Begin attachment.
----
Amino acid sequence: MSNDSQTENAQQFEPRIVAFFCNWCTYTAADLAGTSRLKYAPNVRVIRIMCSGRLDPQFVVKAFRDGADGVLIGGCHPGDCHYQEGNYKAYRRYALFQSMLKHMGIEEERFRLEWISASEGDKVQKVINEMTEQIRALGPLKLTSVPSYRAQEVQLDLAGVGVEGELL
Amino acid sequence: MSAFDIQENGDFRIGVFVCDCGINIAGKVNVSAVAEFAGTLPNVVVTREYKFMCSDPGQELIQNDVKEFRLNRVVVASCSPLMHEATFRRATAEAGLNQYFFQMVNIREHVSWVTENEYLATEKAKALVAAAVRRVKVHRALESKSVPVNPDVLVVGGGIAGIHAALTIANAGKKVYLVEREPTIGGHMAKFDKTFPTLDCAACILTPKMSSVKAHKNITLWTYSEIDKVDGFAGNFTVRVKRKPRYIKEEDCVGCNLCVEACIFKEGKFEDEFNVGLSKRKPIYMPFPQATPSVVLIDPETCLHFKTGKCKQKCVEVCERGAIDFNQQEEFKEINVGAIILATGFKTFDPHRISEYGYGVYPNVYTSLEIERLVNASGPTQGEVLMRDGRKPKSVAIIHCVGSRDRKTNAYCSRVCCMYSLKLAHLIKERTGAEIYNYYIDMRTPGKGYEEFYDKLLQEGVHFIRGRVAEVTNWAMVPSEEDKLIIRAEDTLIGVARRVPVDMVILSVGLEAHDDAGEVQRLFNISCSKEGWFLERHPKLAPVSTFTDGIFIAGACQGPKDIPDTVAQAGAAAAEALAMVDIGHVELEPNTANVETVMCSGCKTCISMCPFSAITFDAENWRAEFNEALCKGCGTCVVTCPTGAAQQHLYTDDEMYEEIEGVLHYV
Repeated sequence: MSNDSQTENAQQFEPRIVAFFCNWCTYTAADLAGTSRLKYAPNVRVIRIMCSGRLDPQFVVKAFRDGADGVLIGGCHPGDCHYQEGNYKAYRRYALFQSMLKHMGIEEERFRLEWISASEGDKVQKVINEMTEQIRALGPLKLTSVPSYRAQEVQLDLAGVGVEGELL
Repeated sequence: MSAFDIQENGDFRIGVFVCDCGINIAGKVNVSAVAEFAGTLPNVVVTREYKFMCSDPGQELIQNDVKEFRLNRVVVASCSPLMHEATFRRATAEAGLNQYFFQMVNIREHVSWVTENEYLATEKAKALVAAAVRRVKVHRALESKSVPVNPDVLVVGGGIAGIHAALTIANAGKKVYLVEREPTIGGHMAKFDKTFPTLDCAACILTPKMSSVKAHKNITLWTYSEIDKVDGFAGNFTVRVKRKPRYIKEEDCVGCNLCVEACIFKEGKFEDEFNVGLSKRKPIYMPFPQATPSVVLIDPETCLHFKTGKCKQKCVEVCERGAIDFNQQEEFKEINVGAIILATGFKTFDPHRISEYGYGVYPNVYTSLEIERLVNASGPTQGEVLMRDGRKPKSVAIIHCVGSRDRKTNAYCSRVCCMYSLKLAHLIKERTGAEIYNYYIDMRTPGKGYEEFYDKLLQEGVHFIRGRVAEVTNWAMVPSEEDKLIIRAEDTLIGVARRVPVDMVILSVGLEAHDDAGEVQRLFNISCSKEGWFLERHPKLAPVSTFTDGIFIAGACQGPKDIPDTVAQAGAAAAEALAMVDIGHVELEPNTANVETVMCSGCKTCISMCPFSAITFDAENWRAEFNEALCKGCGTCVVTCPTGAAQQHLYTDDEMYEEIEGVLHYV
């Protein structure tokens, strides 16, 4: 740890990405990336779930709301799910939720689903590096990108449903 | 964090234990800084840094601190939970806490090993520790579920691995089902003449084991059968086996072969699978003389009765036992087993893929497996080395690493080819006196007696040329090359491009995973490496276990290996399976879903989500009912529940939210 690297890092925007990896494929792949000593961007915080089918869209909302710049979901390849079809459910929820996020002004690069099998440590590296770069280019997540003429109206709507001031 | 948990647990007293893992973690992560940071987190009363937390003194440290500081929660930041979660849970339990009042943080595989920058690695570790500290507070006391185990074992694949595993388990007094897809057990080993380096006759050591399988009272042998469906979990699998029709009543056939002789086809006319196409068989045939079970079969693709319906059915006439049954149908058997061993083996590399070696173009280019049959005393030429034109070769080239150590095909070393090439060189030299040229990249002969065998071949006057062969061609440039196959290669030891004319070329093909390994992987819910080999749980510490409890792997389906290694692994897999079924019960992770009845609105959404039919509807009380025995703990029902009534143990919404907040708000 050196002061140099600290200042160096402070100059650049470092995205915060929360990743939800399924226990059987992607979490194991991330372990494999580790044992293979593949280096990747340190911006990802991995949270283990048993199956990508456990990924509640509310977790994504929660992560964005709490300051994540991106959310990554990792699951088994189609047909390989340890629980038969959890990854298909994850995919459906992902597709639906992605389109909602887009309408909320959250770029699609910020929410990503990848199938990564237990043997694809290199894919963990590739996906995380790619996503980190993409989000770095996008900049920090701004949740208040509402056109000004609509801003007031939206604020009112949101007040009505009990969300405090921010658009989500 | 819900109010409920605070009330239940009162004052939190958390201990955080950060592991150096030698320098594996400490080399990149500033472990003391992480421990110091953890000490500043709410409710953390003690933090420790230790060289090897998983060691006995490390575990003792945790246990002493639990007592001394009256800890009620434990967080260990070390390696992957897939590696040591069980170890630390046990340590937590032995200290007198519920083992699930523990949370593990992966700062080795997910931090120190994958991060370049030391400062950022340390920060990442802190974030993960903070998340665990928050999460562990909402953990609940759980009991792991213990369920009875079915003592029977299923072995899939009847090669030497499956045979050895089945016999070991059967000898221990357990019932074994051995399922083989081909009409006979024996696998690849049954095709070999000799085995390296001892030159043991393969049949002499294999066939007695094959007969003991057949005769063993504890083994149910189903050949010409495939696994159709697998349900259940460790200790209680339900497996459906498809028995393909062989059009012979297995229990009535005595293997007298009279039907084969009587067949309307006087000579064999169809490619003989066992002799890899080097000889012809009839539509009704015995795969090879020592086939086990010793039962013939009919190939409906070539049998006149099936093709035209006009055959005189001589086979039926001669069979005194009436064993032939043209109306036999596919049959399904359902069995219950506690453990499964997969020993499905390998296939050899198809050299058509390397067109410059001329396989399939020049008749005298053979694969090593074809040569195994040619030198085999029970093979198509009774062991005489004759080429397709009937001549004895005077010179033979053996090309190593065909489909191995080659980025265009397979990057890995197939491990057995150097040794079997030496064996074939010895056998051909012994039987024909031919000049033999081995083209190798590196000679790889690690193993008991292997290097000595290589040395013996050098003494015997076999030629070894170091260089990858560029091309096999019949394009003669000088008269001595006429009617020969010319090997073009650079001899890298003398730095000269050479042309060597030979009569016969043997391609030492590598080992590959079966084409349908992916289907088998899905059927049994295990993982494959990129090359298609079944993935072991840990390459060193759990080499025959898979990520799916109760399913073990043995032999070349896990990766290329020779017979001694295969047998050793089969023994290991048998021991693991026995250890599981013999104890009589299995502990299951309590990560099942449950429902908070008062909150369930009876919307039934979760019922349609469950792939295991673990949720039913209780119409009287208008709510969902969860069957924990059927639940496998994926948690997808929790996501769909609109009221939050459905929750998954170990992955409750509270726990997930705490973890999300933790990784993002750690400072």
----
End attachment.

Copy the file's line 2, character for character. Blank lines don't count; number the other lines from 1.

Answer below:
Amino acid sequence: MSAFDIQENGDFRIGVFVCDCGINIAGKVNVSAVAEFAGTLPNVVVTREYKFMCSDPGQELIQNDVKEFRLNRVVVASCSPLMHEATFRRATAEAGLNQYFFQMVNIREHVSWVTENEYLATEKAKALVAAAVRRVKVHRALESKSVPVNPDVLVVGGGIAGIHAALTIANAGKKVYLVEREPTIGGHMAKFDKTFPTLDCAACILTPKMSSVKAHKNITLWTYSEIDKVDGFAGNFTVRVKRKPRYIKEEDCVGCNLCVEACIFKEGKFEDEFNVGLSKRKPIYMPFPQATPSVVLIDPETCLHFKTGKCKQKCVEVCERGAIDFNQQEEFKEINVGAIILATGFKTFDPHRISEYGYGVYPNVYTSLEIERLVNASGPTQGEVLMRDGRKPKSVAIIHCVGSRDRKTNAYCSRVCCMYSLKLAHLIKERTGAEIYNYYIDMRTPGKGYEEFYDKLLQEGVHFIRGRVAEVTNWAMVPSEEDKLIIRAEDTLIGVARRVPVDMVILSVGLEAHDDAGEVQRLFNISCSKEGWFLERHPKLAPVSTFTDGIFIAGACQGPKDIPDTVAQAGAAAAEALAMVDIGHVELEPNTANVETVMCSGCKTCISMCPFSAITFDAENWRAEFNEALCKGCGTCVVTCPTGAAQQHLYTDDEMYEEIEGVLHYV